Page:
What is it with Starbuck's, anyway? What is it with "venti" and "grande"? We had breakfast at Starbuck's yesterday, and again today -- the first time I've been in a Starbuck's since February, and then we were in Madrid in a suburb where it seemed to be the only cafe. We had breakfast there because it was right across the street from our hotel, the Tremont, and we thought well, why not, who's going to see us.
Both mornings the orders got scrambled. I think it's partly because of those ridiculous names for the sizes -- no grown man wants to order a "venti" or a "grande." I order "medium" or "tall," and of course they hear "tall" as "small," and so it goes.
Giovanna tells us her favorite neighborhood cafe, the formerly excellent Torrefazione, is being closed. Torrefazione started in Seattle, as did Starbuck's for that matter, but distinguised itself on a number of points. The coffee, to begin with: excellent coffee blended and roasted in the Italian style, which seems to my taste not at all to be the case with Starbuck's.
Then too Torrefazione served their coffees in nice faence crockery imported from Deruta, which gave the eye and the touch as much pleasure as the coffee itself offered the nose and the tongue. And Torrefazione seemed to find Italians to work the machines, or, barring that, training American kids to pay attention to what they were doing.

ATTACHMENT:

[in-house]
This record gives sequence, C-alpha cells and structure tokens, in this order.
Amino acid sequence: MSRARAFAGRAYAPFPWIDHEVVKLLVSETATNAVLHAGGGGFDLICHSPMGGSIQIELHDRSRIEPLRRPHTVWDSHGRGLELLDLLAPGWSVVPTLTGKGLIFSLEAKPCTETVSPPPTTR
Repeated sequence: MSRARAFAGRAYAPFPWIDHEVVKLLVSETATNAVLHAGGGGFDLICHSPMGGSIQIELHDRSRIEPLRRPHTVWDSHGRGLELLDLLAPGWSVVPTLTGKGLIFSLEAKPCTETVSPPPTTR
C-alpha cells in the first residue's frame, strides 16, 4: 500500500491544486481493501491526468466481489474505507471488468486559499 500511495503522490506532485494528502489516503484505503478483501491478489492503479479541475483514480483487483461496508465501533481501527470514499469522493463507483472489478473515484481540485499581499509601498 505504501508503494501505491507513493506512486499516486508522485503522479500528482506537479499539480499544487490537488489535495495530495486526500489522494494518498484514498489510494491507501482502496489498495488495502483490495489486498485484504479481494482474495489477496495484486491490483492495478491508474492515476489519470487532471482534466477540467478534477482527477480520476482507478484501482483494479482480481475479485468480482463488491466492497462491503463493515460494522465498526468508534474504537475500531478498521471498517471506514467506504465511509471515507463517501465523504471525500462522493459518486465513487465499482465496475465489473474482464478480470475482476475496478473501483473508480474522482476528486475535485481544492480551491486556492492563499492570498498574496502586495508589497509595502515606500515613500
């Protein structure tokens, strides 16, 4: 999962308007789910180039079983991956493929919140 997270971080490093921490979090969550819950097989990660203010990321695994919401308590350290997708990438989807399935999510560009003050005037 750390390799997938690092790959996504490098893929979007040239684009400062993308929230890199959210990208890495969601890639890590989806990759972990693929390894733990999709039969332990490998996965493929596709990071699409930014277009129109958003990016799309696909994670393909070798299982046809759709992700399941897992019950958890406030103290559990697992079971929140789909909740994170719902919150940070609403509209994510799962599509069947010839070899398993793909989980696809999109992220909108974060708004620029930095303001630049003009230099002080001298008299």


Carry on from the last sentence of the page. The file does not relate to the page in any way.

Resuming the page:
Starbuck's bought Torrefazione, of course, as they have bought Peet's, and (I think) Seattle's Best. They seem to want to own it all. That would be okay with me, I guess, if they'd respect the differences obtaining among all these cafes. In Giovanna's neighborhood there were Peet's, Starbuck's, and Torrefaziones with a block of one another, and each seemed to find its own clientele. Viva pluralism!
But one morning the beautiful heart-shaped design was not traced on the top of Giovanna's cappuccino -- the baristas had been told to stop doing that, because it proved that the milk had not been foamed dry enough. Never mind that every decent cafe in Italy makes its cappuccinos thus.
Torrefazione had already been made to stop using Deruta. Too expensive, no doubt. And now the cafe is being closed altogether.
It's just another demonstration of what's wrong with globalism, with NAFTA, with international cartels. More LCD, and I don't mean liquid-crystal display: Least Common Denominator. I say, to hell with Starbuck's. I'm not going back.